Over the past few weeks, I’ve been utilizing the Pastors’ Blog to share updated versions of a series of articles I have published in previous ministry settings. It has been a nice crash course for me as I consider my own covenant to faithfully participate in the ministries of the church through my Prayers, Presence, Gifts, Service, and Witness. As a matter of fact, I will be working today on my virtual pledge card—my “I Promise” sign to share in worship on Sunday.
Being part of the ministries of a United Methodist Church begins with a commitment to be active. In fact, the defining characteristic of a Methodist from the very beginning of the Wesleyan movement in 18th Century England has always been an active and vital practice of faith. Life as a Methodist has always been more about living the gospel than understanding it.
This year’s Stewardship Campaign, I Promise, is all about making a commitment—a promise—to actively cultivate and nurture the resources God has entrusted to us. So far, the list of Vows and corresponding resources looks like this:
- “Prayers” means actively cultivating our Spiritual Life
- “Presence” means actively cultivating our Time
- “Gifts” means actively cultivating our Material Possessions and financial resources.
And that brings us to “Service,” our theme for Worship on October 25. When we promise to participate in the ministries of the church with our Service, we are making a commitment to cultivate our Talents & Abilities, including our Spiritual Gifts, according to God’s purposes.
Right about now, you might be thinking that you’d love nothing more than to be able to get out of your home and go serve! In some ways, this is the membership vow that is the most difficult to practice in a times of quarantine and separation. We LOVE to get together and serve the community. We LOVE to bake casseroles or run errands for neighbors who are homebound. We LOVE to prepare and serve food to hungry people who don’t have enough at home. We might be so desperate to serve, that we’d even be happy to attend a committee meeting at this point! 😊 And none of these things is working the way we’re used to.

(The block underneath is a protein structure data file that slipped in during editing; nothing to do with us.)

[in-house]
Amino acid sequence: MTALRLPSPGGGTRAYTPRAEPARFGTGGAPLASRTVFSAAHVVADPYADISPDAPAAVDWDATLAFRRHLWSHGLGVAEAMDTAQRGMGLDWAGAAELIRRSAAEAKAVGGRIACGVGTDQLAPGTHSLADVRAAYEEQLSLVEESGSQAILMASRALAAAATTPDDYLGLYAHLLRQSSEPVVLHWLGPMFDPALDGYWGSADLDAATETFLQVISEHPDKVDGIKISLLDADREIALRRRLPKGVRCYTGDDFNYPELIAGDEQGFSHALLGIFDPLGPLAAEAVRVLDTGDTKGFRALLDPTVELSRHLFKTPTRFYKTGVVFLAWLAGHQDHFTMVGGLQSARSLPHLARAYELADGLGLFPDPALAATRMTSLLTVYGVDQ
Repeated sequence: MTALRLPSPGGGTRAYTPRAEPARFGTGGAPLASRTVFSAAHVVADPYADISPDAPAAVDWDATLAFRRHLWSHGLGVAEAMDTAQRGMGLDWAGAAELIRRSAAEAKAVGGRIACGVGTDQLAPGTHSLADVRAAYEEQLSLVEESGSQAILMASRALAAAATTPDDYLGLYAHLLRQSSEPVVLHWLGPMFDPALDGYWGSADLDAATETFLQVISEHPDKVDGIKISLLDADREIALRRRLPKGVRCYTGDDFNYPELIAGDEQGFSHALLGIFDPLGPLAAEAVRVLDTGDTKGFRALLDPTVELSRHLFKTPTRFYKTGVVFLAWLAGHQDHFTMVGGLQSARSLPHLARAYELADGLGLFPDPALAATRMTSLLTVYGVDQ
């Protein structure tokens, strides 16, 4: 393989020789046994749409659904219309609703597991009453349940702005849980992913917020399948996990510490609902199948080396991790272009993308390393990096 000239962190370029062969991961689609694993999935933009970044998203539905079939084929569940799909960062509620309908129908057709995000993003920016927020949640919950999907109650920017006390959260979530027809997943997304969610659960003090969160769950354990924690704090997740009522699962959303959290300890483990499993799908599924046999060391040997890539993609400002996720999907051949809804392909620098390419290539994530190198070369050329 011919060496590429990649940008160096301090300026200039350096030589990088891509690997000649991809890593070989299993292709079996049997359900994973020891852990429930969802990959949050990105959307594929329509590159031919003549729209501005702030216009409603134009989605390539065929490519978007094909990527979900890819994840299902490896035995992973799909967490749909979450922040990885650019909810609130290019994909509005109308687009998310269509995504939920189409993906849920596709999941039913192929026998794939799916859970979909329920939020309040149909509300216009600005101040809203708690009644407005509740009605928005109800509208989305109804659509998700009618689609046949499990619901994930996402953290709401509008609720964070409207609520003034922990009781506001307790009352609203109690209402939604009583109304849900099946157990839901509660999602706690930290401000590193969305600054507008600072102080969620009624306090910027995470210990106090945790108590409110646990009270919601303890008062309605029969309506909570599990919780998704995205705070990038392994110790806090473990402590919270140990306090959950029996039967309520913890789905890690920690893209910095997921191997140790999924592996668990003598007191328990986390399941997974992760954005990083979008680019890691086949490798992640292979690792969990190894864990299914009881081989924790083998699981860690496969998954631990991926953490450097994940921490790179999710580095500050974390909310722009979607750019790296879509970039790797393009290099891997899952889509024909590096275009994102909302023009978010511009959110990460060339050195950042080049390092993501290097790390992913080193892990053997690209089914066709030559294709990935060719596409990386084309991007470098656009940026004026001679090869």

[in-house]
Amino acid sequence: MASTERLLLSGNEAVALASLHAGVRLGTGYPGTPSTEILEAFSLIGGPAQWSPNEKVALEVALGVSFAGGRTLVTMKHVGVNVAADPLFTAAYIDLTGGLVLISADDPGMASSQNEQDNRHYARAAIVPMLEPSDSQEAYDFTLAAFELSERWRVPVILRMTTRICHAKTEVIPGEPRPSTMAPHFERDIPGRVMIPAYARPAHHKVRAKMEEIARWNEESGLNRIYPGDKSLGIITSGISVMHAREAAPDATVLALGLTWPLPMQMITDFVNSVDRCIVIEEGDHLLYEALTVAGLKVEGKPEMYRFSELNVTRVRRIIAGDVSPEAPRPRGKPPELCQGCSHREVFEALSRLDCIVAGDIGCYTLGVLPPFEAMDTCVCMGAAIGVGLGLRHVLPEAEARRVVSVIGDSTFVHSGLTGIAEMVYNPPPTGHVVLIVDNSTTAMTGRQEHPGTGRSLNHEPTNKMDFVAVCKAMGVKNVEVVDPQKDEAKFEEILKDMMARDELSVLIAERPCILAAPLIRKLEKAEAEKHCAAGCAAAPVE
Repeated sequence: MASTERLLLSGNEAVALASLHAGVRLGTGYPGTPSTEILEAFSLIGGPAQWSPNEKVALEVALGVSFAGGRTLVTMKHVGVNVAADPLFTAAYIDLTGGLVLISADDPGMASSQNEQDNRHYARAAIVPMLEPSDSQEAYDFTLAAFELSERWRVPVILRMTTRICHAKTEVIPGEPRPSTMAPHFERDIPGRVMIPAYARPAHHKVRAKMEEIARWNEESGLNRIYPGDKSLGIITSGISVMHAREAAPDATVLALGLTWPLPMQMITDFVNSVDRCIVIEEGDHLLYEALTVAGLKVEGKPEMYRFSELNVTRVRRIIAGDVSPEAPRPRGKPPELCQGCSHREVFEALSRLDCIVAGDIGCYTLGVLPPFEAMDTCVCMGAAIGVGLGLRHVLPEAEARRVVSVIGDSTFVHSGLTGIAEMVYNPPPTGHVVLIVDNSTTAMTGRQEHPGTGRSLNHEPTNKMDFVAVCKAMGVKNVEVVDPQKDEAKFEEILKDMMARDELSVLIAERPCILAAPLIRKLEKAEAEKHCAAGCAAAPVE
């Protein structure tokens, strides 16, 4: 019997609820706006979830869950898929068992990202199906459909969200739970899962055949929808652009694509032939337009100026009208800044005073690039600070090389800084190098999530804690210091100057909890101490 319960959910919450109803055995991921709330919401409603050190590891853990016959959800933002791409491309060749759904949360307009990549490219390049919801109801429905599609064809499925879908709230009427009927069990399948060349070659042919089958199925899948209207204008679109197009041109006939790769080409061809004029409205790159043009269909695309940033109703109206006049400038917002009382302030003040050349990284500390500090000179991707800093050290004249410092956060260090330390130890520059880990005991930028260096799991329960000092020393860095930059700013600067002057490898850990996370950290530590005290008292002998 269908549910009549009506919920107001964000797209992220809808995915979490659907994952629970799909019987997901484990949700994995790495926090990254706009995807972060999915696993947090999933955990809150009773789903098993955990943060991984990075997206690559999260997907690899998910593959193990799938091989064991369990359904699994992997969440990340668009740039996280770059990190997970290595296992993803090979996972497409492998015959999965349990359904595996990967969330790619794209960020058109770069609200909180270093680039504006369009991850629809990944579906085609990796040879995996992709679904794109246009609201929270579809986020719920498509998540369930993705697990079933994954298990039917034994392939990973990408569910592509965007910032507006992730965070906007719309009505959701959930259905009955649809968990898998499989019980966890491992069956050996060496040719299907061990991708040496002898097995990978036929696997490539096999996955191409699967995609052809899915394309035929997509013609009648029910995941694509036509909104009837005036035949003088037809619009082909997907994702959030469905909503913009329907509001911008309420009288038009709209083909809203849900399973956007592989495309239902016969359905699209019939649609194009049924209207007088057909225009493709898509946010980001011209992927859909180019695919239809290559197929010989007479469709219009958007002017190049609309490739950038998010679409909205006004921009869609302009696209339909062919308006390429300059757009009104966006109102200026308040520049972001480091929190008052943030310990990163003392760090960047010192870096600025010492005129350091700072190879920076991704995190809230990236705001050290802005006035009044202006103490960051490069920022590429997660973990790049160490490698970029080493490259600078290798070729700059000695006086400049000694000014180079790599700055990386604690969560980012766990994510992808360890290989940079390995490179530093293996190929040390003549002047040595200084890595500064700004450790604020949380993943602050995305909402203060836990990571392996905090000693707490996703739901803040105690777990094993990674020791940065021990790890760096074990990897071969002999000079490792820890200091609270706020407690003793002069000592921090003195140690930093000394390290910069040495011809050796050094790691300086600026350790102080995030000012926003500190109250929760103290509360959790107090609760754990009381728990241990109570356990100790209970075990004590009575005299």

There are many ways to serve, however, and we may need servants more now than ever before.
- The work of committees that guide and care for our administrative tasks continues.
- Reaching out to our friends and neighbors who are suffering from isolation and loneliness is more important than ever.
- Community agencies that provide help are in desperate need of support.
- Our food banks at Trinity UMC, West Salem, and Las Naciones/Jason Lee are stretched thin.
- We need help sending care cards and calling church members who have trouble accessing online activities to help them know they are not forgotten.
There are countless ways we can serve the Lord by serving others, even in these pandemic times. If you need help finding a place to serve, contact one of our Open Door Churches or one of the Pastors.
The choices are many for those who take the vow of Service. The only real requirement is that we take seriously the call to make service a regular part of our lives. When we take this vow, it means that we actively seek a place of service, rather than just serving when someone asks.
As a pastor, I can tell you that sometimes Service is difficult. Where does someone “Serve” when service is what you do for a living? But that doesn’t let me off the hook. I took the vows of membership once and I feel like it was a lifetime covenant that I made with God. How about we all serve together?
Grace and peace,
Pastor John Fleming